As Purim approaches, antisemitic attacks leave Chicago neighborhood on edge
When an Orthodox husband and wife and their two children approached the entrance to B’nai Reuven, a Chabad-Lubovitch shul in Chicago’s West Rogers Park, last Shabbat, their greeter was an armed security guard.
“What has been happening here we’ve seen before,” said the husband, Avram, who refused to give his last name, citing concerns for his family’s safety, “and it won’t prevent us from doing as we do.”
What has been happening is a spike in antisemitic incidents in Chicago’s West Rogers Park neighborhood, leading to a sense of unease and heightened security as the festive holiday of Purim approaches.
“Purim is supposed to be a celebration,” said Bruce Robbins, 70, a local who has guided the Lillstreet Art Center in nearby Ravenswood for five decades. “The past few weeks have made people cautious.”
Other Jewish temples and schools on Devon Avenue, the neighborhood’s main thoroughfare, also have armed guards like Chabad, as well as guards patrolling fenced parking lots.
Meanwhile, Chicago Police Department SUVs are easily visible on their regularly scheduled patrols through the neighborhood since the traffic on Saturdays is light.
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The problems started barely two weeks into the new year, Jan. 13. when an unarmed man approached students and a teacher outside Yeshivas Tiferes Tzvi Academy and yelled, “all of you should be killed” as he passed by on the sidewalk. The students dashed into their building.
On Jan. 29, two days after Holocaust Remembrance Day, a kosher market and a nearby kosher bakery were vandalized.
The next day, a Sunday, found yellow swastikas spray-painted on the Friends of Refugees of Eastern Europe, or F.R.E.E., synagogue and a nearby private Jewish high school. Later that night, only blocks away, an Orthodox Jewish man was jumped and beaten on his way to a different shul, where he reported the attack.
Chicago police showed up the next day with Mayor Lori Lightfoot for a press conference announcing the arrest of the man who sprayed the swastikas, 39-year-old Shahid Hussain, now being held on a $250,000 bond on four counts of hate crimes and criminal damage.
Police came back again the next day to investigate the harassment of a man by three persons as he parked his car at a shul, and later smashed some of the car’s windows.
During 2021 and so far in 2022 the Anti-Defamation League tracker counted nine specifically antisemitic incidents within Chicago, five in West Rogers Park in three months. Statewide, Illinois saw a 350% increase in antisemitic incidents between 2016 and 2020, contributing to a sense of unease.
“What makes the situation in West Rogers Park unique is the number of incidents in a short period of time,” said David Goldenberg, ADL midwest regional director. “And the Orthodox are targeted disproportionately.”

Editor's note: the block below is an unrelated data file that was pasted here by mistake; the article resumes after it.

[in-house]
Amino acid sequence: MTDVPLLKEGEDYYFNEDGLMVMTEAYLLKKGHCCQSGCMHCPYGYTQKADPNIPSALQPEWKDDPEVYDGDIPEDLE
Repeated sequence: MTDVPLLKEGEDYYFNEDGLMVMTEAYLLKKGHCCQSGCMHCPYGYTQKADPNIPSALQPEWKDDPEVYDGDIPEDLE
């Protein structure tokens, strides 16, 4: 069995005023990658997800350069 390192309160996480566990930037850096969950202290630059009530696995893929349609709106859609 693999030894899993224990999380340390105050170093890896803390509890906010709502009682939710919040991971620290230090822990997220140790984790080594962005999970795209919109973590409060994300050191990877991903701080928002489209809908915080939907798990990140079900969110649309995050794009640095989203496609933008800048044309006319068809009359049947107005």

Goldenberg said an area like West Rogers Park is a “flash point” because its residents are more visibly Jewish.
The surge of events in the neighborhood prompted Yinam Cohen, Israel’s consul general in the Midwest, to join Deborah Silverstein, the local Chicago City Council member, to visit each incident site on Feb. 14. Cohen told the assembled media he was there to “deliver the message that the consulate is not just a representative of Israel, but also a part of the community.”
West Rogers Park is a densely-populated, diverse neighborhood of approximately 77,000 people,with a large, increasingly Orthodox, Jewish population. There are a dozen or more private Jewish day and high schools and some 30 synagoguesfrom Reform to Orthodox.
Devon Avenue is the vibrant expression of the neighborhood’s diversity. Restaurants offer cuisines from India, Pakistan, Nepal, China, Lebanon and other Middle Eastern countries, including the halal Burger Boys.
But it’s been the Jewish businesses and institutions facing the attacks.
Whatever may come for West Rogers Park as Purim approaches, Silverstein said the neighborhood is ready. Having represented the area for 11 years, she can recall when shuls, churches, and mosques disregarded security.
“Unfortunately,” she said, “it’s a necessary practice today. But the community is positively together against hate.”
She credited the Chicago Police Department with its response as well.
“Whether it’s Shabbos or any other holiday of any kind,” she said, “we have extra police patrols. They’re visible, they know the community, and they’re responsive.”
To Bruce Robbins, the increased security and the attacks that make it necessary are discouraging signs of the times.
“I may not be going to temple for Purim,” he said, “but some of my neighbors are. They shouldn’t feel threatened while expressing who they are and what they believe.”